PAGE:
Scott Cheslowitz, etc., appellant, v. Board of Trustees of the Knox School, et al., respondents, et al., defendants.

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Supreme Court, Appellate Division, Second Department, New York.

Scott Cheslowitz, etc., appellant, v. Board of Trustees of the Knox School, et al., respondents, et al., defendants.

2015–07340

Decided: December 20, 2017

MARK C. DILLON, J.P. SANDRA L. SGROI SYLVIA O. HINDS–RADIX ANGELA G. IANNACCI, JJ. Revellino & Byczek, LLP, Lake Success, N.Y. (Dominick Revellino of counsel), for appellant. Wade Clark Mulcahy, New York, N.Y. (Paul F. Clark and Christopher J. Soverow of counsel), for respondents Board of Trustees of the Knox School, Knox School, Frank Cassano, Stuart Guthrie, Thad Gaebelein, Elektra Gaebelein, Sonia Rodriguez, Janice Zingale, George J. Naron, Sharon Lawrence, Duncan L. Marshall, and Debbie Moore. Cornell Grace, P.C., New York, N.Y. (Keith D. Grace and Amy L. Schaefer of counsel), for respondent Jennifer Stowell. Ryan Perrone & Hartlein, P.C., Mineola, N.Y. (Robin Mary Heaney and William T. Ryan of counsel), for respondent Harriet Aronow.

Argued—October 3, 2017

DECISION & ORDER

Appeal from an order of the Supreme Court, Suffolk County (W. Gerard Asher, J.), dated April 14, 2015.  The order, insofar as appealed from, (1) granted the motion of the defendants Board of Trustees of the Knox School, Knox School, Frank Cassano, Stuart Guthrie, Thad Gaebelein, Elektra Gaebelein, Sonia Rodriguez, Janice Zingale, George J. Naron, Sharon Lawrence, Duncan L. Marshall, and Debbie Moore pursuant to CPLR 3211(a) to dismiss the complaint insofar as asserted against them, (2) granted the separate motion of the defendant Jennifer Stowell pursuant to CPLR 3211(a) to dismiss the complaint insofar as asserted against her, (3), sua sponte, directed dismissal of the complaint insofar as asserted against the defendant Jamie Isaacs Anti–Bullying Foundation, and (4), sua sponte, in effect, directed dismissal of the complaint insofar as asserted against the defendants Anne Isaacs, Ron Isaacs, Harriet Aronow, and Leon Boodman.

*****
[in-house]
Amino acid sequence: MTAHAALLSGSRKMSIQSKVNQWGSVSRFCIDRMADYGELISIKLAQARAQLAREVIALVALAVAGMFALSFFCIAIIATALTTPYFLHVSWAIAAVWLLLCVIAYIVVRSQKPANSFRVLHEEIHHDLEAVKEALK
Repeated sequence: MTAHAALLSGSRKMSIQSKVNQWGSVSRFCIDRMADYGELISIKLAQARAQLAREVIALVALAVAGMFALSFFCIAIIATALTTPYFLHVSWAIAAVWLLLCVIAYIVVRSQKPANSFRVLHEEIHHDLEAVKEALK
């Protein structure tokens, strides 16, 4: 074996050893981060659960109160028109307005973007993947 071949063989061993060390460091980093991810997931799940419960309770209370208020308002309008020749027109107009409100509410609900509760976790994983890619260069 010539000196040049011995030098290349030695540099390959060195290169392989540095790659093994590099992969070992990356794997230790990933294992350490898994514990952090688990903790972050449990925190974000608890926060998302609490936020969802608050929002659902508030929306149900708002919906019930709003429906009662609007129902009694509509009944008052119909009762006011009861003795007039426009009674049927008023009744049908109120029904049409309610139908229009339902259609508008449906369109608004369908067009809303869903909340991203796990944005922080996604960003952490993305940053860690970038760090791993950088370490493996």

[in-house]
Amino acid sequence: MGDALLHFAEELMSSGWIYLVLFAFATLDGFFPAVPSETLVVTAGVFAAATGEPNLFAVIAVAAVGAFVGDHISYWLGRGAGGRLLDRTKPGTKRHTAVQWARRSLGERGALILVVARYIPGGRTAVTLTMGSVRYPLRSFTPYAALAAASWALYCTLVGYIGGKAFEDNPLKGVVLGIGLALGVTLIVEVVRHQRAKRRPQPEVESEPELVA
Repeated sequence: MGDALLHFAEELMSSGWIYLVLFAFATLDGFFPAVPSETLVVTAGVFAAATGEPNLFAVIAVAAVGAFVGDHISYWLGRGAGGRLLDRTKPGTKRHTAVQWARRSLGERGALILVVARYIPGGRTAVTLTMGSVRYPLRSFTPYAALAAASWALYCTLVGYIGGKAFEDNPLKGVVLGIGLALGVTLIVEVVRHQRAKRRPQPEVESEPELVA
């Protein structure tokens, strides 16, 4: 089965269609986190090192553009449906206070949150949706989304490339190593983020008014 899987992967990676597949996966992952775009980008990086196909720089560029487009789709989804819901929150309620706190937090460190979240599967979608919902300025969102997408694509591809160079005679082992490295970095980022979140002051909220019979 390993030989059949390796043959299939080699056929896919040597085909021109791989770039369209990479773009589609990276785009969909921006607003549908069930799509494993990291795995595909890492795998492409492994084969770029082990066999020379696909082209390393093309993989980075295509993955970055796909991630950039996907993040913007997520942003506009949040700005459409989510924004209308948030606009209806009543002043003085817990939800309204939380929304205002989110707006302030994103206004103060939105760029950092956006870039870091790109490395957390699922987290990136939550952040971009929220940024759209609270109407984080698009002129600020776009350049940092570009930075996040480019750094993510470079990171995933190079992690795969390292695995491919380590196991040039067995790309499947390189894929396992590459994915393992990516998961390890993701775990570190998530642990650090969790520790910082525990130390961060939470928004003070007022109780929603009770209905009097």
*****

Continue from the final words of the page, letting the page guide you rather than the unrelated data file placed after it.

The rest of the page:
ORDERED that on the Court's own motion, the notice of appeal from so much of the order as, sua sponte, directed dismissal of the complaint insofar as asserted against the defendant Jamie Isaacs Anti–Bullying Foundation and, sua sponte, in effect, directed dismissal of the complaint insofar as asserted against the defendants Anne Isaacs, Ron Isaacs, Harriet Aronow, and Leon Boodman is deemed to be an application for leave to appeal from that portion of the order, and leave to appeal is granted (see CPLR 5701[c] );  and it is further,